bM chats to: LISA TEH author of ‘Australian Style’

Australian Style Cover by Steven Popovich

AUSTRALIA HAS BECOME A KEY PLAYER ON THE GLOBAL FASHION SCENE AND WITH THE DUST NOW SETTLED FROM LAST WEEKS 2017 MERCEDES BENZ FASHION WEEK AUSTRALIA {MBFWA}

so we thought it’d be the perfect time for our style + travel contributor, Felicity Bonello to catch up with the lisa teh, co-founder of fashion, beauty and lifestyle website couturing.com.au and co-author of the recently released
unofficial fashion bible australian style.


From models and designers, to magazine editors and social media starlets, Lisa Teh and co-author Thom Whilton rallied an innovative group of established names and emerging talents that are unveiling Australia’s brave, independent and unique attitude towards fashion. We sat down with Lisa to find out what indeed defines Australian style…

Maticevski Collections by Robin Hearfield

Congratulations on the book Lisa; you and Thom have weaved together an impressive selection of talent within Australian Style, there’s not really anything else quite like it in the market.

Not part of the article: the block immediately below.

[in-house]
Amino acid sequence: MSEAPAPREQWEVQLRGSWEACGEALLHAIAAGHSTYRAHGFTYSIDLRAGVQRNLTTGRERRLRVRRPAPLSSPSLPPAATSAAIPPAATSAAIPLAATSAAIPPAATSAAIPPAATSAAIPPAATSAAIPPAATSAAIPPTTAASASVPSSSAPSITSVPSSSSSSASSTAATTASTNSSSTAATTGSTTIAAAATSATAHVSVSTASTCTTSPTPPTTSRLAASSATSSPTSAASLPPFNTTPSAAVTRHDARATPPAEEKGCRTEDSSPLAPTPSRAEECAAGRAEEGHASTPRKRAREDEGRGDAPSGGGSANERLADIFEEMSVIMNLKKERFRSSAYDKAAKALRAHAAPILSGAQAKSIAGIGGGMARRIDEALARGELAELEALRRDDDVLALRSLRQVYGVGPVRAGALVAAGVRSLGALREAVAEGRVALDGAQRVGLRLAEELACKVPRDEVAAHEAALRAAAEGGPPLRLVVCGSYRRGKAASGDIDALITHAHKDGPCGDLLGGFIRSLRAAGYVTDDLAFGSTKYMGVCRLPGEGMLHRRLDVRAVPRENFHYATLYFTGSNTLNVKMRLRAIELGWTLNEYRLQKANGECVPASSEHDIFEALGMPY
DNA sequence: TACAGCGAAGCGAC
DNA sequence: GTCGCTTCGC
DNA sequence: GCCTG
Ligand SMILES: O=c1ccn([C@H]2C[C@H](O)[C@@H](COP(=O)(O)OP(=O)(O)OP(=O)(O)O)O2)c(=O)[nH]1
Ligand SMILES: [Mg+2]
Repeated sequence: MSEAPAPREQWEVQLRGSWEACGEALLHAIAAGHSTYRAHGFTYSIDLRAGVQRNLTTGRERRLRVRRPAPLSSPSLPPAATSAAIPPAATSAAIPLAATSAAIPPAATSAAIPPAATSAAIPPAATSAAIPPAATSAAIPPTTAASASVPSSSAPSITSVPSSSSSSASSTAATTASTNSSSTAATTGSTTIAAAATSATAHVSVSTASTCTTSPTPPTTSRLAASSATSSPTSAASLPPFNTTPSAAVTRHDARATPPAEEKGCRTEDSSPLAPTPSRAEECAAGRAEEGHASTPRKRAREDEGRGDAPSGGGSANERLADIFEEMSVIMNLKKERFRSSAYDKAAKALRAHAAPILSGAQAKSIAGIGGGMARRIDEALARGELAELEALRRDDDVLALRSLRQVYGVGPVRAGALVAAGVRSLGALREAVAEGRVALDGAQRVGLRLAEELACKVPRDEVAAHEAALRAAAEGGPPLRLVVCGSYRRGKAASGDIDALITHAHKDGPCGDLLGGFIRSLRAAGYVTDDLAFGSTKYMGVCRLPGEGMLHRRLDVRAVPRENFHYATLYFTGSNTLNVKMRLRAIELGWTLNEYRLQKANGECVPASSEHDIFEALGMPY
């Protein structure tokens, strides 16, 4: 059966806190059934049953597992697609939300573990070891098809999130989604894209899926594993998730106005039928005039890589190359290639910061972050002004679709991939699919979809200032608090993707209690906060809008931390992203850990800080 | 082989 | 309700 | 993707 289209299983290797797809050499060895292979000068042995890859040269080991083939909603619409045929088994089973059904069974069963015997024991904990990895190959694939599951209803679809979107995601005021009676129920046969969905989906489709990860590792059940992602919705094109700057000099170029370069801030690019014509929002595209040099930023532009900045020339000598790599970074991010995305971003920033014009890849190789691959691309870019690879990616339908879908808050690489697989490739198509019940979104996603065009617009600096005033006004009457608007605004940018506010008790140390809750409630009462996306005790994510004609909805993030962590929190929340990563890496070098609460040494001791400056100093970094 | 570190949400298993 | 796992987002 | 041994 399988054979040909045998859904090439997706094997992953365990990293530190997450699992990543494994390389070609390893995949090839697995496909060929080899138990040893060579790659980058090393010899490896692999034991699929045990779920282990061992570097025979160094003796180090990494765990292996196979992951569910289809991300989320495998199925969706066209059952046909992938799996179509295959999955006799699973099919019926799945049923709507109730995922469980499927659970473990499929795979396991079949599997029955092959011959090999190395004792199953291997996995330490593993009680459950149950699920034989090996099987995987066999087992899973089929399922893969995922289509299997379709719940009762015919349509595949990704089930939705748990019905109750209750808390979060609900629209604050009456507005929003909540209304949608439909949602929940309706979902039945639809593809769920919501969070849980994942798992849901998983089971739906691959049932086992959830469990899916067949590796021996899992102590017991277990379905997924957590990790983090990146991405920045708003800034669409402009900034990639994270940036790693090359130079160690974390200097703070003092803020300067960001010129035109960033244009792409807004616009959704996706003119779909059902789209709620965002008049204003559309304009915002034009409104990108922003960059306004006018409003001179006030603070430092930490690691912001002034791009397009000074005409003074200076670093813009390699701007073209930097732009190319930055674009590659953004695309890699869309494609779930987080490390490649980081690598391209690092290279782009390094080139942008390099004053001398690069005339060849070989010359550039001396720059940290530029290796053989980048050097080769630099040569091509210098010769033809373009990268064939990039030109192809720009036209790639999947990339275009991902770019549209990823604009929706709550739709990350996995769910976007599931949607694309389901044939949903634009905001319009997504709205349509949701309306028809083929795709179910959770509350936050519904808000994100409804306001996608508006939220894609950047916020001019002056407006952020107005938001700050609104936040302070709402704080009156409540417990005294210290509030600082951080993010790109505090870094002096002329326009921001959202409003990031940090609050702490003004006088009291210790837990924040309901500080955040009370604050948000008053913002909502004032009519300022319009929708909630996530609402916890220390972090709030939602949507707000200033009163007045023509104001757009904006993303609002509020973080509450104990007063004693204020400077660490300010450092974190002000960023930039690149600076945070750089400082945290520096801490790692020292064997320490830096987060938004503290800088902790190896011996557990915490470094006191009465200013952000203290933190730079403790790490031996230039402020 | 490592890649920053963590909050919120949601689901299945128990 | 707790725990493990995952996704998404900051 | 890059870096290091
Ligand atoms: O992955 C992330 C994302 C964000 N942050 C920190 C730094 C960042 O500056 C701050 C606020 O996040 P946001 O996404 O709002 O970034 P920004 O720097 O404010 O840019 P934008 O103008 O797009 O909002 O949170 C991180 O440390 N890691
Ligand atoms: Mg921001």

Thank you so much. That’s what we were thinking and we were quite surprised because there are so many amazing, talented Australian people in the industry at the moment. With fashion, it’s constantly changing; people are joining the industry and leaving the industry. We wanted to capture it as a snapshot in time to really celebrate all the talent that’s shaping the industry in Australia and for Australians overseas.

What is it about Australian Designers that make them so popular abroad? They have their own signature. (For the book) we wanted to find designers who were quite true to their vision and have created a way that has their own signature. For example you could look at a Dion Lee dress and know that’s a Dion Lee dress; or Toni Maticevski, you’d know it’s a Toni Maticevski dress; so they have their own signature in their brand and they’ve been able to stay true to that while still developing and having their brand evolve. Australian’s seem to have a quiet confidence, they just go about their business and do amazing things; and people love and respect them for that.